4*15 minute sessions, operating 8am-8pm on Saturdays & Sundays in 4 rooms would give around 360 appointment slots every weekend (allowing for breaks and so forth).

Organise the kit and offer overtime for staff and a receptionist - and the job is done.

Think of the customer.
And the extra money for this overtime will come from ?

I also don't think it's the lack of appointments more peoples apathy at going and not actually knowing about it.
Depends on what costs more...

Proactively identifying something early in a customer friendly way for people who work during normal health centre hours.

Or

Reactively identifying something in the usual way for people who wait until they can get an appointment that doesn't conflict with employment.

(Not forgetting that many employers have in-house schemes).
[quote][p][bold]Sandy Wimpole-Smythe[/bold] wrote: [quote][p][bold]Andrew:Oxford[/bold] wrote: Well... Perhaps OCCG could do something a bit more practical about it? On Saturdays and Sundays, Jubilee house (home of OCCG) on the Oxford Business Park sits empty with various meeting roooms and around a hundred parking spaces. 4*15 minute sessions, operating 8am-8pm on Saturdays & Sundays in 4 rooms would give around 360 appointment slots every weekend (allowing for breaks and so forth). Organise the kit and offer overtime for staff and a receptionist - and the job is done. Think of the customer.[/p][/quote]And the extra money for this overtime will come from ? I also don't think it's the lack of appointments more peoples apathy at going and not actually knowing about it.[/p][/quote]Depends on what costs more... Proactively identifying something early in a customer friendly way for people who work during normal health centre hours. Or Reactively identifying something in the usual way for people who wait until they can get an appointment that doesn't conflict with employment. (Not forgetting that many employers have in-house schemes). Andrew:Oxford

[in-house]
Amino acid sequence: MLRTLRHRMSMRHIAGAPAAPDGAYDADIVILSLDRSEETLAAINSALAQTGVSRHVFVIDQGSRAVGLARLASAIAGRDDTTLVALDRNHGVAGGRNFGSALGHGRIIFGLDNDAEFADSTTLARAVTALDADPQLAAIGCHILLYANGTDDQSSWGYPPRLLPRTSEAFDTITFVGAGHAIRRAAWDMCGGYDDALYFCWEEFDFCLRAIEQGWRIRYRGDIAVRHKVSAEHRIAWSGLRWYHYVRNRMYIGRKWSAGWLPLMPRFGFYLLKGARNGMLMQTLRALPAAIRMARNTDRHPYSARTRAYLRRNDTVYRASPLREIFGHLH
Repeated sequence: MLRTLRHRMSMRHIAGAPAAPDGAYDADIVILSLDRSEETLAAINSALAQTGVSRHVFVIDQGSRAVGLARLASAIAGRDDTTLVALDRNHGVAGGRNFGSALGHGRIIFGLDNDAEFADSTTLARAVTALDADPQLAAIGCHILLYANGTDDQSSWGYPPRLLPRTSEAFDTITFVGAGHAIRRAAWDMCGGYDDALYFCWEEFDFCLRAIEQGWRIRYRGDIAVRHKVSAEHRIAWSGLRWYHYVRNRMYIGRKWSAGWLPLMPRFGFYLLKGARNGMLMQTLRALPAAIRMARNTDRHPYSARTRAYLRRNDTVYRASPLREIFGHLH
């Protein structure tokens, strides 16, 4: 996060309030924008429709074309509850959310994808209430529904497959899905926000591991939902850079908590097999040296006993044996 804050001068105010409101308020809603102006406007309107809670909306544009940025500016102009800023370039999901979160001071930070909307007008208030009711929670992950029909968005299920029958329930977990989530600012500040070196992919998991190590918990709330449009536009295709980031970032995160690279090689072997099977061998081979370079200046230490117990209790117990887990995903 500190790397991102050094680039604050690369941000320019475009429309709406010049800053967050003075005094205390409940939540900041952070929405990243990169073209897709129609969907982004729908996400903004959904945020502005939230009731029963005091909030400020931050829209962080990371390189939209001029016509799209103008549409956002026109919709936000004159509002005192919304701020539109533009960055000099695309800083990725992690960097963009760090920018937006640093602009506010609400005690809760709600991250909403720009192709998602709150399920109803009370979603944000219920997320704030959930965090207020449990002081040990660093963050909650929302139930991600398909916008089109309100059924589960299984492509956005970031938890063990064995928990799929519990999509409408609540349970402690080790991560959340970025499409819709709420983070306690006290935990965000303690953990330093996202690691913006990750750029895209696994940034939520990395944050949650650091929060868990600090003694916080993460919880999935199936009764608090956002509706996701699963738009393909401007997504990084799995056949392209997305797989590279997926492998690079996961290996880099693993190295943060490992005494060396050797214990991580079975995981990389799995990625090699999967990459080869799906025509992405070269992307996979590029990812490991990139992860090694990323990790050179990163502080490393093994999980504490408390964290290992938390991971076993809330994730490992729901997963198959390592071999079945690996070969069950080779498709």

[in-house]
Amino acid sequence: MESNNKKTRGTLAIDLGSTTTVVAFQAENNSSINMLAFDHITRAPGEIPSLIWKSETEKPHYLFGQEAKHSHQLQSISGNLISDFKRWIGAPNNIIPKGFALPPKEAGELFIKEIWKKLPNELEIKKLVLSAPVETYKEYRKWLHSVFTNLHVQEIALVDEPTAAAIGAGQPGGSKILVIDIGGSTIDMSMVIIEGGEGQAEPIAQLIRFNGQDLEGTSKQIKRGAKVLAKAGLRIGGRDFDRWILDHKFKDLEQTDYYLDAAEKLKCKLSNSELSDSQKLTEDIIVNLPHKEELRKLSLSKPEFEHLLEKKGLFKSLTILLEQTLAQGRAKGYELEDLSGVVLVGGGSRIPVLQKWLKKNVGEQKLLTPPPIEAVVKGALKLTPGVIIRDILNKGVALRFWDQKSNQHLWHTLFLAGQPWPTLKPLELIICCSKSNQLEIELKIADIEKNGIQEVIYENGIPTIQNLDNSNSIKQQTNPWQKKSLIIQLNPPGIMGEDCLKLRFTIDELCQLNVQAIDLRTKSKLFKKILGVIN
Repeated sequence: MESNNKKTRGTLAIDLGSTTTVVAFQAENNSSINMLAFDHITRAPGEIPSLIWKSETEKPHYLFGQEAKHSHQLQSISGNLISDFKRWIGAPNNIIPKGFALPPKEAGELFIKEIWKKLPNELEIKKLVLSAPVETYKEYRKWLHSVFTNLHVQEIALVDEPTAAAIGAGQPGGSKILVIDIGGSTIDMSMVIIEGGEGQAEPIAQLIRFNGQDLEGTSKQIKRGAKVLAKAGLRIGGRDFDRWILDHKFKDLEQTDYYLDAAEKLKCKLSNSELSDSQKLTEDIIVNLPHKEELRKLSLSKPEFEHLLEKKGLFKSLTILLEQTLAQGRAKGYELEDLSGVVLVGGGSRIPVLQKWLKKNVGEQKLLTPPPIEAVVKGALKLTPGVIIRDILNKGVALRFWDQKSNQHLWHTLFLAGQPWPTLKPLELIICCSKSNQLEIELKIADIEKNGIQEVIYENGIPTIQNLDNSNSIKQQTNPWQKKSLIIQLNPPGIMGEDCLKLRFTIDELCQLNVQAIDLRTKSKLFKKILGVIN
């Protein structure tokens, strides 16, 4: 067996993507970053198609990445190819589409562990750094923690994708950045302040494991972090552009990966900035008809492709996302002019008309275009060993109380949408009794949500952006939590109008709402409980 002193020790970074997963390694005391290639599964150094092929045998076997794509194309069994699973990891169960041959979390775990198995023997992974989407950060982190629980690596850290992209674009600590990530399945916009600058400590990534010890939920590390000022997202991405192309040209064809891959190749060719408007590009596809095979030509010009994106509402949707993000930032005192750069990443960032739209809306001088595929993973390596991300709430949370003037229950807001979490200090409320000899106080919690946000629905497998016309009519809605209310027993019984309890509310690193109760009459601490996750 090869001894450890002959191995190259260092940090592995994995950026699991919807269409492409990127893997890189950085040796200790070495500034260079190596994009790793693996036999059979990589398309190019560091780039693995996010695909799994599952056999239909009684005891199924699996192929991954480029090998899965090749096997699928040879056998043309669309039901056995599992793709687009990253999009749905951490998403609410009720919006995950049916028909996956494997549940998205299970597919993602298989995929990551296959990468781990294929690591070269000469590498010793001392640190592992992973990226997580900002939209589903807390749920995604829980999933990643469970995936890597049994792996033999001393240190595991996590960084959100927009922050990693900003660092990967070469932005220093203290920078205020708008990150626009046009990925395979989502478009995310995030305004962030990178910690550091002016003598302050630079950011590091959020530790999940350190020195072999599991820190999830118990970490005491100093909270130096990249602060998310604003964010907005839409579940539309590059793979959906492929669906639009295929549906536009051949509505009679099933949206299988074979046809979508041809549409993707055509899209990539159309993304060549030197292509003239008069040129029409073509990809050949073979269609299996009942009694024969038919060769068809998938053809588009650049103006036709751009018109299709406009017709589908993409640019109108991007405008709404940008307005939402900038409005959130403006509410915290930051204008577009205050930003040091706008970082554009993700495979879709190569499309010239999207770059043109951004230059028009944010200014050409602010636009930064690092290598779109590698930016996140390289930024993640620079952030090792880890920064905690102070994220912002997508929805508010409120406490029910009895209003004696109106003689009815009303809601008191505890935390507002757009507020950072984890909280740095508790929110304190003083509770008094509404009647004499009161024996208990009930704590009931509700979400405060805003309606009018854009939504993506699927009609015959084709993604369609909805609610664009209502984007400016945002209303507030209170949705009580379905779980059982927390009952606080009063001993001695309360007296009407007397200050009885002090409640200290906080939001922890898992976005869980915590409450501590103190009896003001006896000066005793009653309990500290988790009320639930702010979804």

• Score: 0

12:52pm Mon 2 Jun 14

Joanna66 says...

I go for every health check offered but that's because I'm fit and healthy, although half a stone overweight.

Perhaps those that ignore the letters from their GP do so because they fear the results of these simple tests. Perhaps they smoke, or drink, or eat unhealthily and know that they'd get a lecture on cutting back if they did go.
I go for every health check offered but that's because I'm fit and healthy, although half a stone overweight. Perhaps those that ignore the letters from their GP do so because they fear the results of these simple tests. Perhaps they smoke, or drink, or eat unhealthily and know that they'd get a lecture on cutting back if they did go. Joanna66
  • Score: 1

Comments are closed on this article.

click2find

About cookies

We want you to enjoy your visit to our website. That's why we use cookies to enhance your experience. By staying on our website you agree to our use of cookies. Find out more about the cookies we use.

I agree